Abstract

The domestic cat is a member of the order Carnivora, a taxon consisting of 231 species, most of which exhibit vastly different reproductive strategies. The data base on sperm and oocyte interaction is poor for almost all carnivores. However, the mechanisms of fertilization for the domestic cat are beginning to receive attention because these studies generate new information of both fundamental and applied benefit. Unlike most conventional laboratory species, which ovulate spontaneously during estrus, the cat is an “induced” ovulator. Ovulation occurs only after multiple copulations trigger pituitary release of sufficient amounts of luteinizing hormone (LH), which causes final maturation of follicular oocytes. Therefore, the cat is useful for studying the kinetics of LH effects on oocyte nuclear maturation. It also is possible that induced ovulatory species have different mechanisms for sustaining oocyte viability in the ovarian follicle. If for some reason copulation is delayed in the estrous cat, then, in theory, the intrafollicular oocyte must innately sustain its longevity, moreso than in most mammals, which ovulate spontaneously near the onset of sexual receptivity.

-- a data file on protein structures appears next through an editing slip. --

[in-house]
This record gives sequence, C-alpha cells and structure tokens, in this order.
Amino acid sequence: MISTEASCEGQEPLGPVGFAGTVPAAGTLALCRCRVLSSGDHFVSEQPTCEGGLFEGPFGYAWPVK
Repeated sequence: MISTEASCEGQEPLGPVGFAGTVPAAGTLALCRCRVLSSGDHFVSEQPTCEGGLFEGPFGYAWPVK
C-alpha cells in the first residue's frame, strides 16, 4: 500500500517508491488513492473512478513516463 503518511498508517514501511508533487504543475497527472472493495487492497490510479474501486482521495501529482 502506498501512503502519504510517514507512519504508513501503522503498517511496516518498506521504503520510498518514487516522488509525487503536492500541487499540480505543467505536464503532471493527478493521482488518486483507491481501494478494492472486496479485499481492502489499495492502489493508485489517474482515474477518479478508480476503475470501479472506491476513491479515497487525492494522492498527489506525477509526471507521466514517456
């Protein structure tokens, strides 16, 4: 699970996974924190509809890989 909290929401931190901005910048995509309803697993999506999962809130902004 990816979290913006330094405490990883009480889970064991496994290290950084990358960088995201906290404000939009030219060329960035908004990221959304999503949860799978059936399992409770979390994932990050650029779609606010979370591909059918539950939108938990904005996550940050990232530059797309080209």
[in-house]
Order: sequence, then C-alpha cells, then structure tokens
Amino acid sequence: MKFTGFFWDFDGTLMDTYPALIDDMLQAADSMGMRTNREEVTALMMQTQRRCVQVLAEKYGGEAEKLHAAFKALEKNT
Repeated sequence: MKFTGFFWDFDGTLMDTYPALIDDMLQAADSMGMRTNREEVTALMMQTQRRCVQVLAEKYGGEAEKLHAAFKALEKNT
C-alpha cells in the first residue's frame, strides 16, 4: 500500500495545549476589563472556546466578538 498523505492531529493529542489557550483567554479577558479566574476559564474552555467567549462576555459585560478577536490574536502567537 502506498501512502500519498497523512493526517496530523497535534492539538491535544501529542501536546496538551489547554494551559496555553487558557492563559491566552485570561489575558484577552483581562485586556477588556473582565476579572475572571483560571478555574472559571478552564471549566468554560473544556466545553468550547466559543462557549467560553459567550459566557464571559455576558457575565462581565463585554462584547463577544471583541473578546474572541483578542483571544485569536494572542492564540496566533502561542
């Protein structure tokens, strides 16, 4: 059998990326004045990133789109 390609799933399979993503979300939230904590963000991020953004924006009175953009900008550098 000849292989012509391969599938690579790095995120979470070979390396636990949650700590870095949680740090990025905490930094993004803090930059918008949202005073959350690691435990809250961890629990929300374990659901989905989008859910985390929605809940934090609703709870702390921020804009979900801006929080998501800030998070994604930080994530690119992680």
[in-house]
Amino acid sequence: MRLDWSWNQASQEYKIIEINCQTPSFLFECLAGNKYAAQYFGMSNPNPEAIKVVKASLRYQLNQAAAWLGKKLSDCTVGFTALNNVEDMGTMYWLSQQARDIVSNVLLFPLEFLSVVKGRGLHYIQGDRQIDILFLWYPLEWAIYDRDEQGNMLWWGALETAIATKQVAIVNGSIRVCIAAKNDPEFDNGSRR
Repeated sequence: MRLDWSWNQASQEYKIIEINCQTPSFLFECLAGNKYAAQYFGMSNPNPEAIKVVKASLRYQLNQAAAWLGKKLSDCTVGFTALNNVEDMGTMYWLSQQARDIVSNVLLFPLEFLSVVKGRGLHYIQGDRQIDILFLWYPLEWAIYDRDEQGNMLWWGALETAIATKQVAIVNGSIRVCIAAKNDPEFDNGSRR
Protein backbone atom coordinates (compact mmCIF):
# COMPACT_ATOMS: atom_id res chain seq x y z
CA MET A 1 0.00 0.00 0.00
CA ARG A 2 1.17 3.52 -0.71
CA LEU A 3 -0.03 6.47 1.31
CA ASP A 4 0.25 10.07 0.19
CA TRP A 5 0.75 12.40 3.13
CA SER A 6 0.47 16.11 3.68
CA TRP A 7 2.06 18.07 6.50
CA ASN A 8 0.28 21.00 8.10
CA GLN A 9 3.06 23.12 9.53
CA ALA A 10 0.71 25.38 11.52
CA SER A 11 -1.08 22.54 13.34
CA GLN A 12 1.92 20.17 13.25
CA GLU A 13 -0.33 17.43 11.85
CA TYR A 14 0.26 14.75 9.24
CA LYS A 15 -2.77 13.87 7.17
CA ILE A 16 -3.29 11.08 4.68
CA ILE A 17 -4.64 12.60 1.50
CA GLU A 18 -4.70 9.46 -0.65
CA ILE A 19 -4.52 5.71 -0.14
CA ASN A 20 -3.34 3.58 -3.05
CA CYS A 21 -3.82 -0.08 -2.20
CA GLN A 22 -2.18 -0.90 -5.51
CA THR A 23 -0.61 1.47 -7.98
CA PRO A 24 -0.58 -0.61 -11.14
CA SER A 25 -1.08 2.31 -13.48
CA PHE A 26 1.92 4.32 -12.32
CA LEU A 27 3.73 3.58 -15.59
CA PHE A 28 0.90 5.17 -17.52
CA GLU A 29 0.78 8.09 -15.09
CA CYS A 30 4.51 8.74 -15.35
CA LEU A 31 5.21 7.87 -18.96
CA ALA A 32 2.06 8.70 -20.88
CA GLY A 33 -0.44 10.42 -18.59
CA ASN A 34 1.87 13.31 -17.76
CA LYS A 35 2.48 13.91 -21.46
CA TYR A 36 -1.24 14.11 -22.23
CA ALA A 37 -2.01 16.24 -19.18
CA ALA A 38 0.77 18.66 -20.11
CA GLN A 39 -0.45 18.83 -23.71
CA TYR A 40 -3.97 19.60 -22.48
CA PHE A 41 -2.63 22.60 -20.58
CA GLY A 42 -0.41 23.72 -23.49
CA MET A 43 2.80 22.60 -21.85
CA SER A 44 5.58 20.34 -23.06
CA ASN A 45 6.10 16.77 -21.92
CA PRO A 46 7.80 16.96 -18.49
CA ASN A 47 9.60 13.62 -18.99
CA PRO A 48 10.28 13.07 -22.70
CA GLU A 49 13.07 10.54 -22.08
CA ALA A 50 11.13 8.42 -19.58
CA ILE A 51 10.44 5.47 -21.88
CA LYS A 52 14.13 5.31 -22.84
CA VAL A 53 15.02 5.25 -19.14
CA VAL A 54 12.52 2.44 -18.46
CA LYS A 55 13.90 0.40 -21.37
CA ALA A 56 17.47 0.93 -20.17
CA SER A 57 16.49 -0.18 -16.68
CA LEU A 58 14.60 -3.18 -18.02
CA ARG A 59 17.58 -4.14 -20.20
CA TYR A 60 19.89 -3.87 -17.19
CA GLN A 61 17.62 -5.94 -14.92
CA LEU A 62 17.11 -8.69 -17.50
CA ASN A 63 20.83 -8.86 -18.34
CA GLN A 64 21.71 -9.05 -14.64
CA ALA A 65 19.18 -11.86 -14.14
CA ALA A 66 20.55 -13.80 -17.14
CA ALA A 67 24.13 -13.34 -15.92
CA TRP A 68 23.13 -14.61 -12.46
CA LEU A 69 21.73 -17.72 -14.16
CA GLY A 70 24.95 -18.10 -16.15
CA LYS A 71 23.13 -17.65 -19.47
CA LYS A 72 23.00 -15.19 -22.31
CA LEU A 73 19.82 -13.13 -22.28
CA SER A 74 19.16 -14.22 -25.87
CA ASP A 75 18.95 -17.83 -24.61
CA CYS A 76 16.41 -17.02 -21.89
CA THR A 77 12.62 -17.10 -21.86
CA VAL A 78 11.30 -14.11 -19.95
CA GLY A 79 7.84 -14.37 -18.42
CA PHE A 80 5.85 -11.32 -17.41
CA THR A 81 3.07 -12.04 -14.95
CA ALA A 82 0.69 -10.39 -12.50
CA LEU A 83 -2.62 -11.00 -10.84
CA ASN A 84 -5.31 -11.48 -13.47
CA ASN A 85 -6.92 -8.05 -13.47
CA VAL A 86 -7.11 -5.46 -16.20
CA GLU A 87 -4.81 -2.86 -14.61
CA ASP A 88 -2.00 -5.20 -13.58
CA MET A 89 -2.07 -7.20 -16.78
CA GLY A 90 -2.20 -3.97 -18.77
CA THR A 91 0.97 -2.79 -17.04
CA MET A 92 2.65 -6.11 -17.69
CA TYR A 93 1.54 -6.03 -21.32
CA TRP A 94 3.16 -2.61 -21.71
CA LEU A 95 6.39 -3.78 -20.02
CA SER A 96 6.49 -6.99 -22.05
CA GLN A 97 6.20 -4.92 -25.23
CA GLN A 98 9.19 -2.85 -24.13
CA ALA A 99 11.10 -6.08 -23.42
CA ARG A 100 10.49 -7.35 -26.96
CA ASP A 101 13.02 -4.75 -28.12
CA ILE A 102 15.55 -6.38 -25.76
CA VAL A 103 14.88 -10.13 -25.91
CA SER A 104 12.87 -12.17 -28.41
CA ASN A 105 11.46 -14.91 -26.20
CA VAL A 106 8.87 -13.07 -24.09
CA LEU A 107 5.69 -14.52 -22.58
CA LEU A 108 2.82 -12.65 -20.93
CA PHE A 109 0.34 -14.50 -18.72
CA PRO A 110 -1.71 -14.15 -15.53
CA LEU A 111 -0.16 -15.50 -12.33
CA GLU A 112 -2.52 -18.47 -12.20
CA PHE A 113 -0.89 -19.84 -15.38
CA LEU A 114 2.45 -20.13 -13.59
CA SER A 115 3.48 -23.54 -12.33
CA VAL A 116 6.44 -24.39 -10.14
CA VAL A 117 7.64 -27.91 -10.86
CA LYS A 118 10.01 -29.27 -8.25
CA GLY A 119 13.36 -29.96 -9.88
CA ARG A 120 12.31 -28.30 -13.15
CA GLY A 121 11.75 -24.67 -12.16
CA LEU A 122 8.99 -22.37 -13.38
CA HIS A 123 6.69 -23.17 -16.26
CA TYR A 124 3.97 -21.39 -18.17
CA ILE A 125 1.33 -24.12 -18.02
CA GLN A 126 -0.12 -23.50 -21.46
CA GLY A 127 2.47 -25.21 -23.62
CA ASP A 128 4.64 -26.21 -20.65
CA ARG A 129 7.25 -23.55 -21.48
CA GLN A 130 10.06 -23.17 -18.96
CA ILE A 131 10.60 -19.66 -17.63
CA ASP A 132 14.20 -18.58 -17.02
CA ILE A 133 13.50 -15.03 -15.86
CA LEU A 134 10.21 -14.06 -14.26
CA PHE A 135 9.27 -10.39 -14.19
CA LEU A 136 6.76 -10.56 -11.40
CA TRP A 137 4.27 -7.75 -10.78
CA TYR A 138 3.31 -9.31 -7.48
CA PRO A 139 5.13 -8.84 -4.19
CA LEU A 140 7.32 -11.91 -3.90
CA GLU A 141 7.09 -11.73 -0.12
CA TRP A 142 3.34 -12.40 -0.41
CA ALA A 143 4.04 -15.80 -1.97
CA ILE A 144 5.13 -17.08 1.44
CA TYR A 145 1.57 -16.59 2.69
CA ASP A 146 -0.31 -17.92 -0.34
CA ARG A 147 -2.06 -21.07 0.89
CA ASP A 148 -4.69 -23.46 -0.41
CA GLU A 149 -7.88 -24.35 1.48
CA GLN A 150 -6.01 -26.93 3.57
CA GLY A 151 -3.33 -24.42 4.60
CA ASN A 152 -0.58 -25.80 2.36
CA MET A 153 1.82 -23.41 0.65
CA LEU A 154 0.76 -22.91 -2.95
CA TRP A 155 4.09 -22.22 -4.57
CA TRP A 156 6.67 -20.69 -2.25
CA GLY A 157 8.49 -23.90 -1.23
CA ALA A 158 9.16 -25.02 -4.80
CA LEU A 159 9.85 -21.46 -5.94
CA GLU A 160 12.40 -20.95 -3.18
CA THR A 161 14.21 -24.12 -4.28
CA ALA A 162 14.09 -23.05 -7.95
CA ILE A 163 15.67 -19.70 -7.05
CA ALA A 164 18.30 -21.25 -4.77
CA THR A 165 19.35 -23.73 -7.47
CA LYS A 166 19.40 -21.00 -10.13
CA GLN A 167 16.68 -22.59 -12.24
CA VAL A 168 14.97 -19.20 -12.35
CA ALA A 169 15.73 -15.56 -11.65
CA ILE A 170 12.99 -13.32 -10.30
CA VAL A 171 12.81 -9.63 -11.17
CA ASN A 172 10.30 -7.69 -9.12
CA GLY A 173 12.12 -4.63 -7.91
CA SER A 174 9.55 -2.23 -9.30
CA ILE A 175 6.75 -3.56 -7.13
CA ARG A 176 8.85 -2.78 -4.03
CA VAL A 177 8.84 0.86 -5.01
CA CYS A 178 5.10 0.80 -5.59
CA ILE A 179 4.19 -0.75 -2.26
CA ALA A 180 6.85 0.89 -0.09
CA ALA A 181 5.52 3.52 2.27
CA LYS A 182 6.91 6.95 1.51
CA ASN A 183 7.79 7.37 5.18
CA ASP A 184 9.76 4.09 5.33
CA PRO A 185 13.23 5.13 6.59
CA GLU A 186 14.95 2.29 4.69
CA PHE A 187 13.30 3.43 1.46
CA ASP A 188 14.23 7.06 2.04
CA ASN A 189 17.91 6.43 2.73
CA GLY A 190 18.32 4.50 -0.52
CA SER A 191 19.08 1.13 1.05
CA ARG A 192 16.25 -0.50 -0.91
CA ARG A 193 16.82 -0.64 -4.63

Keywords

Seminal Plasma Oocyte Maturation Zona Pellucida Cumulus Cell Corpus Luteum 
These keywords were added by machine and not by the authors. This process is experimental and the keywords may be updated as the learning algorithm improves.

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Copyright information

© Springer Science+Business Media New York 1991

Authors and Affiliations

  • David E. Wildt
    • 1
  1. 1.National Zoological ParkSmithsonian InstitutionUSA

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